Shopping is not simply a matter of getting “stuff.” Whether you’re looking for a bank, a shirt, or a bottle of beer it has become more than a function. Shopping becomes entertainment depending upon the function, need, and desire for the object being shopped. For example, shopping for bras can sometimes be a pain in the butt if it is “needed” for a “utilitarian function” (a “work bra”), but it can become entertainment if the bra is “desired” for other cultural functions. People can also use shopping at second hand stores as a form of entertainment if there is a piece of clothing that is “desired” (a cheap pair of designer jeans), yet if one “needs” to shop for work attire at second hand shops because of a limited budget, it can cease to be entertainment and fall into the world of “errand.”
What this means for shopper marketing is that the best retail experiences, those with the highest degrees of loyalty and sales, are those that project a story and invite the shopper into the narrative. According to the Richard Ellis Group, 92% of retailers plan to increase store openings in 2011. More stores means more opportunity win or lose customers. In such a highly competitive, highly demanding landscape, there is little margin for error and a short time to market. Increasing sales revolves around more than getting people in the store, it involves getting them to think of the store as a destination and thinking of it as a “Place” rather than a “Space.”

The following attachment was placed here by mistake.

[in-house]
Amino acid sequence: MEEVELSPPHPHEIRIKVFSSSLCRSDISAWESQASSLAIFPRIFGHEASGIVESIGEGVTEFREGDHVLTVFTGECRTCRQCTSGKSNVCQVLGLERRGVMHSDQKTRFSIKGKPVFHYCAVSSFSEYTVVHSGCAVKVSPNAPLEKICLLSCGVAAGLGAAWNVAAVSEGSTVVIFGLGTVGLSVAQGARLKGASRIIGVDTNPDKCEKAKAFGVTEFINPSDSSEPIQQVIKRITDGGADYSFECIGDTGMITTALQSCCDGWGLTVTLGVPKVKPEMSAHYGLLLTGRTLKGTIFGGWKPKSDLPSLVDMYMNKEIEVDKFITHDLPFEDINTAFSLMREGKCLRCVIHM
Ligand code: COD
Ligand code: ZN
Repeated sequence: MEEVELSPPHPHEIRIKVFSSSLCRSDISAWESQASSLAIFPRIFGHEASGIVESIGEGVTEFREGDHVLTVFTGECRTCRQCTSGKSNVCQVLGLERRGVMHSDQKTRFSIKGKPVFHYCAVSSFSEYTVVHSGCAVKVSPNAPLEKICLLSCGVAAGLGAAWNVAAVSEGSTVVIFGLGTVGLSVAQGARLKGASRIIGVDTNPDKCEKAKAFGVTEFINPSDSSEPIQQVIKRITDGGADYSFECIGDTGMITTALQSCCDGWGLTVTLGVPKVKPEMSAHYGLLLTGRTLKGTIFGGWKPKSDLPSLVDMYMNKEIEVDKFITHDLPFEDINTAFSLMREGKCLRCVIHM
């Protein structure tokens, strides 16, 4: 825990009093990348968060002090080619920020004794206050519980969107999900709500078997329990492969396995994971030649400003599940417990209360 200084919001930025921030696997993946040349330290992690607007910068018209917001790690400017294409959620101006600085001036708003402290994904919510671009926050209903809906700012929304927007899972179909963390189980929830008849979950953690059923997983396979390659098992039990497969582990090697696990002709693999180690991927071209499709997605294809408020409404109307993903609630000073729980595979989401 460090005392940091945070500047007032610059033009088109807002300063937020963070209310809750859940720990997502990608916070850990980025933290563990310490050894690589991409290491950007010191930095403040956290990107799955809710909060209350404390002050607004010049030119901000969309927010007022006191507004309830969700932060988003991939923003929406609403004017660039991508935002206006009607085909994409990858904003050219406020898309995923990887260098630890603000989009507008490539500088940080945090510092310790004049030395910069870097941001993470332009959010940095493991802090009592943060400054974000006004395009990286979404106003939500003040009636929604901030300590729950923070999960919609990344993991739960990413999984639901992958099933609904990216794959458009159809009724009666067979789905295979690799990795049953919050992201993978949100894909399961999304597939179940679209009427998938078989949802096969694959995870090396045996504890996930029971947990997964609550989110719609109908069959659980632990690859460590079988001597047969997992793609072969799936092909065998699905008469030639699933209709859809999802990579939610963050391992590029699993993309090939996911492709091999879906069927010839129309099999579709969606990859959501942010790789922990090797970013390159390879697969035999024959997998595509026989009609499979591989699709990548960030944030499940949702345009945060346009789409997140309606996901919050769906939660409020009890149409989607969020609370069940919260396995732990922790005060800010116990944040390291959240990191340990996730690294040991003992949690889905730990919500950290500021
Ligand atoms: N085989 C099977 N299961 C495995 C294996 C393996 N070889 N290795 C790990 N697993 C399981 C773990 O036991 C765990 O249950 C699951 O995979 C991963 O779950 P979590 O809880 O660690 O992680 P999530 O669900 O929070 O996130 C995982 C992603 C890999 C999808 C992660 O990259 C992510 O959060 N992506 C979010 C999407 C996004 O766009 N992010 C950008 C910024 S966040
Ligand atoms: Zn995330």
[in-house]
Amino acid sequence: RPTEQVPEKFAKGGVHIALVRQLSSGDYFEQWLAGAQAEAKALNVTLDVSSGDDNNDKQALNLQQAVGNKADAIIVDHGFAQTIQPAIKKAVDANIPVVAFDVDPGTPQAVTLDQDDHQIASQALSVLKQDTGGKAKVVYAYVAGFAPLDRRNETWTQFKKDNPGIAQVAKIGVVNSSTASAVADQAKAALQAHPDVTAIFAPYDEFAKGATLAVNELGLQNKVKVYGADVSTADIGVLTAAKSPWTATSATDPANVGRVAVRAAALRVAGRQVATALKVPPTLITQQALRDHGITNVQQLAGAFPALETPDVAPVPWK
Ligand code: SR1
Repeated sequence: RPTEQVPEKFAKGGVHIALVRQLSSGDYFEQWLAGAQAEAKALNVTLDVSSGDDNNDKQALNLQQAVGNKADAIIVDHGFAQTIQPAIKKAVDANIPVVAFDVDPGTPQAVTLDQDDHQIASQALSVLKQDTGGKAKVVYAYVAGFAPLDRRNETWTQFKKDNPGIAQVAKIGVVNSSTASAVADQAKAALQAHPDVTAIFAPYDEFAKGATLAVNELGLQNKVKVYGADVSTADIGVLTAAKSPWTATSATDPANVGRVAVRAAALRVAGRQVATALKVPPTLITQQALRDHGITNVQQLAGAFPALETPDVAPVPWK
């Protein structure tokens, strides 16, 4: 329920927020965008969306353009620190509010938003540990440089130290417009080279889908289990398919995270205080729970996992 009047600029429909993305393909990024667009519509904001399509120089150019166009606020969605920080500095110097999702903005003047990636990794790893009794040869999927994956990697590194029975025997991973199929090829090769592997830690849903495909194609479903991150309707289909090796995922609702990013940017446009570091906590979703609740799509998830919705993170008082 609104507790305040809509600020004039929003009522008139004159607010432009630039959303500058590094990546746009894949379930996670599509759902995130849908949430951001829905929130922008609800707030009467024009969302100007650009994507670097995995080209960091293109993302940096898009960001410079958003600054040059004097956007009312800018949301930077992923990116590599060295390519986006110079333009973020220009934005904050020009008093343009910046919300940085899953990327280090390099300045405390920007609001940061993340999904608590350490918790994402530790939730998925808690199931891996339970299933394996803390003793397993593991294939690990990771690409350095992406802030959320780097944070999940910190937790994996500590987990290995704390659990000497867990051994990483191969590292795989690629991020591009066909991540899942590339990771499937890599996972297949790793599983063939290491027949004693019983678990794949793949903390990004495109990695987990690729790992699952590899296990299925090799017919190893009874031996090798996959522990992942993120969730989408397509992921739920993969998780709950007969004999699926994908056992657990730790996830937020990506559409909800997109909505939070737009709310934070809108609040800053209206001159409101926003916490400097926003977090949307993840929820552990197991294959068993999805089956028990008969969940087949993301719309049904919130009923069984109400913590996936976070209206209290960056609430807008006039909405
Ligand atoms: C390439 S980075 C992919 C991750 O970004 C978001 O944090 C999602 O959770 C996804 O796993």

In the past, language emphasized the skill and mastery involved in shopping. There were very real, practical results stemming from skill as a home manager. With time, the primal need to “hunt” has changed. Hunting and production are no longer about survival, but about the challenge and the social capital it brings. Lines between work and leisure are blurred. Language used in advertising and inside the retail space needs to speak to the romanticized view of the hunt as much as it does the material benefits of the products. Rather than speaking about functional benefits, the focus needs to reflect on the social capital gained by the shopper and the storyline of the shopper’s life (or desired, projected life).
Create a Stage:
The store is indicative of a theater. Even without the direct associations with a specific story line a retail space should still conform to some very basic principles. Namely, escape, fantasy, and inclusion. The total experience speaks to cultural and psychological triggers of enjoyment and participation. People create memories within places if storylines develop and form personal connections. The stronger the connection, the more likely they are to frequent the space and to buy. A good retail space needs to be create a shared identity, connecting the company and the shopper by developing clear imagery and displays that create the sense that there is a narrative behind the facade.